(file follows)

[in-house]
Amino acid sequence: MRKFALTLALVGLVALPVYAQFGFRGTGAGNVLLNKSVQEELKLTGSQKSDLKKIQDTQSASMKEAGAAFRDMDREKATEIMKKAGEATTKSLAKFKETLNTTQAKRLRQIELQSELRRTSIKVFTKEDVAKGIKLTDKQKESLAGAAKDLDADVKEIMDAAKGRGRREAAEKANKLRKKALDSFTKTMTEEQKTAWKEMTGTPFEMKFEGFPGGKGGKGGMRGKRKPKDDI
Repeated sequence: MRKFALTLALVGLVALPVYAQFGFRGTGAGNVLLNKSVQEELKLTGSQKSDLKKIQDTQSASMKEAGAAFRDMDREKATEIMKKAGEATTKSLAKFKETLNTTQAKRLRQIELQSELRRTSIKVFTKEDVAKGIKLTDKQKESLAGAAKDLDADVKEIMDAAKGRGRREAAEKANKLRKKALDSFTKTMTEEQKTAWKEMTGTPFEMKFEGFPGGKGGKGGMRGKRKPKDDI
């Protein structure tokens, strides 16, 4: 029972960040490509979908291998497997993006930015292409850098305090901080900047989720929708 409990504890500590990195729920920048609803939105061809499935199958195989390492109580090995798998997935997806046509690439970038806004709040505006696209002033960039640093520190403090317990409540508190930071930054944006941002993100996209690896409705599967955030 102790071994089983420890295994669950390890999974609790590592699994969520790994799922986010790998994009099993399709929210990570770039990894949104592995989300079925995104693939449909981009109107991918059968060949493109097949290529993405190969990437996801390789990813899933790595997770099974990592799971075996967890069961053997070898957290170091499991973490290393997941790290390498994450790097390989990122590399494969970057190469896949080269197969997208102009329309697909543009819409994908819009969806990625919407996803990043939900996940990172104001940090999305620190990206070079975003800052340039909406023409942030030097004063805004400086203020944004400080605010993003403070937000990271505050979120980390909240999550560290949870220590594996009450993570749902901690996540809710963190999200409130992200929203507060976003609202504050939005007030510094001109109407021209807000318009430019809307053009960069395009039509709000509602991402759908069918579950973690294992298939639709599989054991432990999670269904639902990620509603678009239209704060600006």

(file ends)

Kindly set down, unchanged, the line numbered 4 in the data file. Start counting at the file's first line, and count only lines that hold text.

């Protein structure tokens, strides 16, 4: 029972960040490509979908291998497997993006930015292409850098305090901080900047989720929708 409990504890500590990195729920920048609803939105061809499935199958195989390492109580090995798998997935997806046509690439970038806004709040505006696209002033960039640093520190403090317990409540508190930071930054944006941002993100996209690896409705599967955030 102790071994089983420890295994669950390890999974609790590592699994969520790994799922986010790998994009099993399709929210990570770039990894949104592995989300079925995104693939449909981009109107991918059968060949493109097949290529993405190969990437996801390789990813899933790595997770099974990592799971075996967890069961053997070898957290170091499991973490290393997941790290390498994450790097390989990122590399494969970057190469896949080269197969997208102009329309697909543009819409994908819009969806990625919407996803990043939900996940990172104001940090999305620190990206070079975003800052340039909406023409942030030097004063805004400086203020944004400080605010993003403070937000990271505050979120980390909240999550560290949870220590594996009450993570749902901690996540809710963190999200409130992200929203507060976003609202504050939005007030510094001109109407021209807000318009430019809307053009960069395009039509709000509602991402759908069918579950973690294992298939639709599989054991432990999670269904639902990620509603678009239209704060600006």